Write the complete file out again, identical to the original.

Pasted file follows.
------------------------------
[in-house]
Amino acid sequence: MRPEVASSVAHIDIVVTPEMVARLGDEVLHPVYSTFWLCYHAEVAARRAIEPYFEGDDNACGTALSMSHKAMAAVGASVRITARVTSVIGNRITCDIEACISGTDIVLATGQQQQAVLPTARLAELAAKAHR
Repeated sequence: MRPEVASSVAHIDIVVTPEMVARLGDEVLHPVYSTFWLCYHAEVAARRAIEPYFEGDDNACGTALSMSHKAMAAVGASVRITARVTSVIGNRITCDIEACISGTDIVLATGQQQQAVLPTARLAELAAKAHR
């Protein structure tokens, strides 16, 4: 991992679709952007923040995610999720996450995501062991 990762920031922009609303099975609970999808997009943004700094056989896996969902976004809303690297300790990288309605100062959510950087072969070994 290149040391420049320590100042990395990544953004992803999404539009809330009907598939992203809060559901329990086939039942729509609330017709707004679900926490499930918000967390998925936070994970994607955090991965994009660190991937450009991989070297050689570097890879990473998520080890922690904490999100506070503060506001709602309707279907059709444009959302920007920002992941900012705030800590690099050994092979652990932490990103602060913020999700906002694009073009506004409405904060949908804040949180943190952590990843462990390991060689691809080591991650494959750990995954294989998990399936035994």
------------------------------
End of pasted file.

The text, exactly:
[in-house]
Amino acid sequence: MRPEVASSVAHIDIVVTPEMVARLGDEVLHPVYSTFWLCYHAEVAARRAIEPYFEGDDNACGTALSMSHKAMAAVGASVRITARVTSVIGNRITCDIEACISGTDIVLATGQQQQAVLPTARLAELAAKAHR
Repeated sequence: MRPEVASSVAHIDIVVTPEMVARLGDEVLHPVYSTFWLCYHAEVAARRAIEPYFEGDDNACGTALSMSHKAMAAVGASVRITARVTSVIGNRITCDIEACISGTDIVLATGQQQQAVLPTARLAELAAKAHR
């Protein structure tokens, strides 16, 4: 991992679709952007923040995610999720996450995501062991 990762920031922009609303099975609970999808997009943004700094056989896996969902976004809303690297300790990288309605100062959510950087072969070994 290149040391420049320590100042990395990544953004992803999404539009809330009907598939992203809060559901329990086939039942729509609330017709707004679900926490499930918000967390998925936070994970994607955090991965994009660190991937450009991989070297050689570097890879990473998520080890922690904490999100506070503060506001709602309707279907059709444009959302920007920002992941900012705030800590690099050994092979652990932490990103602060913020999700906002694009073009506004409405904060949908804040949180943190952590990843462990390991060689691809080591991650494959750990995954294989998990399936035994």